Signal transductions involved in the inhibitory effect of THSG on LPS-induced inflammation were also studied. HGFs were pretreated with resveratrol or THSG (25 μM) for 30 min and then treated with 1 μg/mL P. gingivalis LPS for another 3 h. The cytosolic and nuclear proteins of HGFs were extracted. In nuclear protein, the nuclear translocation of NF-κB was significantly augmented by LPS in HGFs. However, THSG did not only significantly reduce LPS-augmented nuclear translocation of NF-κB but also decrease that when THSG was presented alone in HGFs (Figures 4(a) and 4(b), upper panel). In cytosolic protein of HGFs, the activation of AMPK and ERK1/2 was significantly enhanced by THSG. On the other hand, treatment of LPS significantly reduced AMPK activation. Pretreatment of THSG significantly enhanced LPS-reduced AMPK activation and increased ERK1/2 activation even in the presence of LPS (Figures 4(a) and 4(b), middle and lower panel).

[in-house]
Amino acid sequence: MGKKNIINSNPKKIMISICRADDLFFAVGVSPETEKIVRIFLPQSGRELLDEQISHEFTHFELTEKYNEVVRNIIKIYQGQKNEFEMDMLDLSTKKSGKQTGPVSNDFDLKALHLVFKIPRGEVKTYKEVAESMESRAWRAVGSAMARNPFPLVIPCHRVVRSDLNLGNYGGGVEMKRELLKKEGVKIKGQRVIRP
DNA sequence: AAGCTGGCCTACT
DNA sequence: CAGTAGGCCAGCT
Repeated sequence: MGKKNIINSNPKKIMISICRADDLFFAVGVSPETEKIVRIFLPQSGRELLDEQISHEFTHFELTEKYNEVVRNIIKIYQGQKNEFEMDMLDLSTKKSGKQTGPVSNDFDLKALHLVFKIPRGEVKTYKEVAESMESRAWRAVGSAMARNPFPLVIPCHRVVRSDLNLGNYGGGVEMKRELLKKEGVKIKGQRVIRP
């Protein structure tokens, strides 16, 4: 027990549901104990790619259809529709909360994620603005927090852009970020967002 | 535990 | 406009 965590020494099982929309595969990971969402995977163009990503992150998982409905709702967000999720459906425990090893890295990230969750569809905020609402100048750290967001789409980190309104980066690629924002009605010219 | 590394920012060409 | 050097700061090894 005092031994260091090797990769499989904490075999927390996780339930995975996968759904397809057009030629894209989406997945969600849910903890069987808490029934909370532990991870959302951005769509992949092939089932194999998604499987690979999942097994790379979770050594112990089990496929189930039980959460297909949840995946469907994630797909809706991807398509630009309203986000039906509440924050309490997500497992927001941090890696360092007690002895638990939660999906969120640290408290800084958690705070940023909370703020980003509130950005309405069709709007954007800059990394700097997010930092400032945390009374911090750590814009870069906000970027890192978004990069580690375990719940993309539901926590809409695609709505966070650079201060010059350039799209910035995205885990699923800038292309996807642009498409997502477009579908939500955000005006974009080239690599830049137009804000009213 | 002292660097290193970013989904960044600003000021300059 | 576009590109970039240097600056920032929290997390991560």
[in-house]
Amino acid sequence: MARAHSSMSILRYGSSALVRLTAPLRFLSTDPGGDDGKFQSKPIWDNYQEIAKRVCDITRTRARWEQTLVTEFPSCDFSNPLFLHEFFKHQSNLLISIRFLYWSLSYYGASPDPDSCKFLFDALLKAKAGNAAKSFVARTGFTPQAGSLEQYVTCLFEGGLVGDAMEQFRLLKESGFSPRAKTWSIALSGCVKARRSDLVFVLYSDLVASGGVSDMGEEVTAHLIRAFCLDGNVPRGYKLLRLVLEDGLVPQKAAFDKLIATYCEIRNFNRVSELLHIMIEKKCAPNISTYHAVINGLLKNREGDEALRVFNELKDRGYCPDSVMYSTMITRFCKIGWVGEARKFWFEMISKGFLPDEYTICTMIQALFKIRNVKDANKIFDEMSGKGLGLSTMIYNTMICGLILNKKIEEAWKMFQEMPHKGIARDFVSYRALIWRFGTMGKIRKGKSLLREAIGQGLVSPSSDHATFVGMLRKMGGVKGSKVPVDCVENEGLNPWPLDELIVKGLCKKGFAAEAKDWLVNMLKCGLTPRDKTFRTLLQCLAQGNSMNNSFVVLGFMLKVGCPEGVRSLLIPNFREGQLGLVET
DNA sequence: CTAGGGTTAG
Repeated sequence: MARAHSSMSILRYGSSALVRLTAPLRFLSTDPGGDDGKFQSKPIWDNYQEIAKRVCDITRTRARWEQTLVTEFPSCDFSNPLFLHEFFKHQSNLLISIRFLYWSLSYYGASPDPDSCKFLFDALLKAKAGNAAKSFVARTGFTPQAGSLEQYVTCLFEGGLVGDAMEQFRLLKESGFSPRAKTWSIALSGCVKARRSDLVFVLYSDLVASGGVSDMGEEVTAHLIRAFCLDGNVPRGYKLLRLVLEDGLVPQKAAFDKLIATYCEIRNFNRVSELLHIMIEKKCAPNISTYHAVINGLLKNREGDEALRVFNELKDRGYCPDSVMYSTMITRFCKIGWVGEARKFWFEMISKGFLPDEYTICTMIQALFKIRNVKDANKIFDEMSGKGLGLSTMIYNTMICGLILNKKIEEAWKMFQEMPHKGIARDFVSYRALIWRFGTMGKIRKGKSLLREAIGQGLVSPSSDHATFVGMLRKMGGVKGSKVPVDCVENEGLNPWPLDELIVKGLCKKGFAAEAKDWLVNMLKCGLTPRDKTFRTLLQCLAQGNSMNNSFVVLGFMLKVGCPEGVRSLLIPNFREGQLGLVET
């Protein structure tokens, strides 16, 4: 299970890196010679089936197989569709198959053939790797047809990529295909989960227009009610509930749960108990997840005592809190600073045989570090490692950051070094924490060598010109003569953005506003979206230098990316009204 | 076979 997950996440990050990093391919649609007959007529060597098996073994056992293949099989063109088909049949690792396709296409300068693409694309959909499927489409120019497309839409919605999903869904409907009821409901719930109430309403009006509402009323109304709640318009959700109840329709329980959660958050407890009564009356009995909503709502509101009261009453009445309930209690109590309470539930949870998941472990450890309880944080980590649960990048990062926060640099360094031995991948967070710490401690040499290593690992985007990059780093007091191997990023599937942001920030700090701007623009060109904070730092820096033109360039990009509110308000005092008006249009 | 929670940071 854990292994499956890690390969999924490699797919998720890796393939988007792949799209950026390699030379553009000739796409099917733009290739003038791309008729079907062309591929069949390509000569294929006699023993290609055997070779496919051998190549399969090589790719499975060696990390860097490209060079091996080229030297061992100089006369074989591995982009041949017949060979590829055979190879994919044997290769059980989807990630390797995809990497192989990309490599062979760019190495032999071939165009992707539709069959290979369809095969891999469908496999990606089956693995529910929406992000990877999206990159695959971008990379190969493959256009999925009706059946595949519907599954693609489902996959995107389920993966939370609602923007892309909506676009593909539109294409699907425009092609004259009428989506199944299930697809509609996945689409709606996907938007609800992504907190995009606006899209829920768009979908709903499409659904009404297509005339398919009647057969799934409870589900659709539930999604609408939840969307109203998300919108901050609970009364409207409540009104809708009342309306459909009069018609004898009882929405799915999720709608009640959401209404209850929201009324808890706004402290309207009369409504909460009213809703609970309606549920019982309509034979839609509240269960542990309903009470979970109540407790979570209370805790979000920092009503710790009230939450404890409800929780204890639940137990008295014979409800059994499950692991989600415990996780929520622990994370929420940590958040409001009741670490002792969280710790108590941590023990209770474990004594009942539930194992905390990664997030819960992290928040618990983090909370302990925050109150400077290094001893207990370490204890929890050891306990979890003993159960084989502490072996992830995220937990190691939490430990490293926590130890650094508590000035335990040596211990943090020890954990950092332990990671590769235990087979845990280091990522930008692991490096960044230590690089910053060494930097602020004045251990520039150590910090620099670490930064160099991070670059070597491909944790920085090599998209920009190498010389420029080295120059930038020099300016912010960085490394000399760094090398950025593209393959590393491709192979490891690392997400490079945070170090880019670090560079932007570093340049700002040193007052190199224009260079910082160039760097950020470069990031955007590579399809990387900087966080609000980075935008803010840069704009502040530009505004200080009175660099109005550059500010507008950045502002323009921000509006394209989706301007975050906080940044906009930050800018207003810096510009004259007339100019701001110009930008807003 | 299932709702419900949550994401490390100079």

3.5. THSG Attenuates Ligature-Induced Experimental Periodontitis

Ligature-induced experimental periodontitis was performed in rats (8-week-old) at their first molar. Rats were fed with THSG (0.1 or 10 mg/kg/day dissolved in sterile water) or sterile water by gavage for 7 days. Radiographic films were taken and the lost alveolar bone level was evaluated (Figure 5(a)). The lost alveolar bone level was significantly increased in ligature group at first molar. However, administration of THSG significantly attenuated ligature-induced alveolar bone level lost (Figure 5(b)).

3.6. THSG Attenuates Proinflammatory Cytokines and Mediators mRNA Expression in the Gingival Tissues of Rats